Trump has made a habit of lashing out at media coverage, doing so Saturday by mentioning New York Times reporter Maggie HabermanMaggie Lindsy HabermanBiden, Pence cross paths at NYC 9/11 ceremony The Hill's 12:30 Report - Presented by Facebook - Trump floats 0M+ in personal spending for reelection bid The Hill's 12:30 Report: Washington reacts to scathing Trump military story MORE for a recent story about his newly tapped chief of staff, Mark MeadowsMark Randall MeadowsAirline CEOs plead with Washington as layoffs loom Trump reacts to Ginsburg's death: 'An amazing woman who led an amazing life' Trump carries on with rally, unaware of Ginsburg's death MORE

The president also began the briefing by comparing the U.S. mortality rate per capita to those of other nations, noting that the rate in the U.S. was much lower than the rate in most other countries that have also grappled with the coronavirus. 

Deborah BirxDeborah BirxControversial CDC guidelines were written by HHS officials, not scientists: report Trump coronavirus adviser threatens to sue Stanford researchers Trump disputes CDC director on vaccine timing, says 'he made a mistake' MORE, who is coordinating the federal government’s response to the virus, at one point displayed a chart that showed deaths per 100,000 people in the U.S. and other countries. The U.S. rate was below nations such as Belgium, Spain, Italy, France, and the Netherlands and was above only Iran, Germany and China.

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“Does anybody really believe that number?” Trump interjected at one point, pointing to the figure reported by Iran.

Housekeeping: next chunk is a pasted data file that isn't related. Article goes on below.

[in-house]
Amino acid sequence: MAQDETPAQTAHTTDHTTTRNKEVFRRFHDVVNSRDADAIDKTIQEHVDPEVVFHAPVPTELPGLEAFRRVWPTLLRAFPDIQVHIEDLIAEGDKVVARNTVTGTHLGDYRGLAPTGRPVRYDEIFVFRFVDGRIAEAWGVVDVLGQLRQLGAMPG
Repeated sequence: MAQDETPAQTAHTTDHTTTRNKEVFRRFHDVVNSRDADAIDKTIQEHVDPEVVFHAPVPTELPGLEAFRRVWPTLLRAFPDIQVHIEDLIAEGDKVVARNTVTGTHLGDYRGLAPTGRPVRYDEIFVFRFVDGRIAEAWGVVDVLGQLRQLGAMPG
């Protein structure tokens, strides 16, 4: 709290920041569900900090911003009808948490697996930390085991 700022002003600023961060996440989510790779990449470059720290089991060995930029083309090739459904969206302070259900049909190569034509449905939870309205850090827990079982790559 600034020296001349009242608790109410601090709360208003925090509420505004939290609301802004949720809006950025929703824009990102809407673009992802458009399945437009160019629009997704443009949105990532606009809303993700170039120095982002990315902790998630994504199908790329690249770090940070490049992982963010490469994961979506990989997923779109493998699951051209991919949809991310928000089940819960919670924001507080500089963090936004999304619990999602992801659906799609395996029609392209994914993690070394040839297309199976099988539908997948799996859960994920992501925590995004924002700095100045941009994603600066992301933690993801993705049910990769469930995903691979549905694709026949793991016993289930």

“Does anybody really believe this number?” the president asked, referring to the rate reported by China, which stood at the bottom of the chart.

Reports emerged this month that U.S. intelligence believes Beijing underestimated the number of cases in the country.

Trump also continued to defend protests against stay-at-home orders in states such as Virginia and Michigan when asked about recent comments by Stephen MooreStephen MooreTrump economist touts nation's low poverty rate Sunday shows - Trump team defends coronavirus response Economist Moore calls on Pelosi, Schumer to 'get a deal done' amid stimulus stalemate MORE, an economist advising the White House on reopening the economy who is helping organize a protest of the stay-at-home order in Wisconsin.

“There is a lot of injustice. When you look at Virginia, where they want to take your guns away, they want to violate your second amendment,” Trump said. “I am getting along very nicely with the governor of Michigan, but she has things — don’t buy paint, don’t buy roses, don’t buy — she’s got all these crazy things.” 

“I just think some of the governors have gotten carried away,” Trump later added. The president also insisted it was an appropriate time to bring up the Second Amendment in Virginia when asked if linking it to the coronavirus restrictions could cause civil unrest.

“I would say liberate Virginia when that kind of thing happens,” Trump said, referring to recent gun control measures signed into law by Virginia's Democratic governor. “I think it’s a very good analogy.”

Updated 7:44 p.m.